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Kshetra Samachar – News from the Field

September 21st, 2008 | Posted by ww-seva in from field | news - (Comments Off)
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Kshetra Samachar – News from the Field

December 21st, 2007 | Posted by ww-seva in from field | news - (Comments Off)
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Goat Sacrifice

September 16th, 2007 | Posted by ww-seva in writing - (Comments Off)
Akash-Bhairab

Last Tuesday I began my university lecture (in a course called “Tradition and Modernity in India”) on the ancient Indian brahmanical ritual tradition by first showing on the digital projector screen a news item from the BBC with the headline “Goats sacrificed to fix Nepal jet”. Here is the link: http://news.bbc.co.uk/2/hi/south_asia/6979292.stm According to the report, the recent sacrifice (to “Akash Bhairab” – Bhairava being a fierce form of Shiva popular in Nepal) seemed to be successful, because soon thereafter the persistently troubled Nepal Airlines jet was fixed so that it could make its flight to Hong Kong. Aside from this intriguing blend of religion with technology, with questions one might raise about this incident and its ramifications for contemporary life, one wonders what might a Vaishnava best comment about it (especially if she or he is talking to a Shaivite). Thoughts anyone?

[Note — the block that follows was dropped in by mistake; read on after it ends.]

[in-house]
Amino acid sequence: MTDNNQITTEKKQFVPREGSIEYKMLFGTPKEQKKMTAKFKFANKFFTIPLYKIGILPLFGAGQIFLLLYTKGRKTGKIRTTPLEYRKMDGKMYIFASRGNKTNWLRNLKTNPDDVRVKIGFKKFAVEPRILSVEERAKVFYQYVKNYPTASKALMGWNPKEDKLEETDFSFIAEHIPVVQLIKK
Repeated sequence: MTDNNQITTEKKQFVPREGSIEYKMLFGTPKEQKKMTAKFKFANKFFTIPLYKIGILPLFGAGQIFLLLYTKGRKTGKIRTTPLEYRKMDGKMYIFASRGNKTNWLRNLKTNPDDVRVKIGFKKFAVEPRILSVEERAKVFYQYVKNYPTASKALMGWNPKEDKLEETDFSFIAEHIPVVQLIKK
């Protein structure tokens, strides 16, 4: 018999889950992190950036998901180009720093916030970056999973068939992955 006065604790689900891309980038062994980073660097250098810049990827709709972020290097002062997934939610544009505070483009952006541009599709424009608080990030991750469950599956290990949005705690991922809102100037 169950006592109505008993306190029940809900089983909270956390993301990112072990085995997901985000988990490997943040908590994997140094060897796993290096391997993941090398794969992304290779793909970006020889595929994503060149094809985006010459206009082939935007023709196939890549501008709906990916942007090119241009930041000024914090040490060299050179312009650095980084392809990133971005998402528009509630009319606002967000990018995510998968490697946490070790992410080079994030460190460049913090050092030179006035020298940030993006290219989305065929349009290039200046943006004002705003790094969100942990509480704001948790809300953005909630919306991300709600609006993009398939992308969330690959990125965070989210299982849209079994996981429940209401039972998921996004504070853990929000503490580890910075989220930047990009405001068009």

Kshetra Samachar – News from the Field

September 2nd, 2007 | Posted by ww-seva in from field | news - (Comments Off)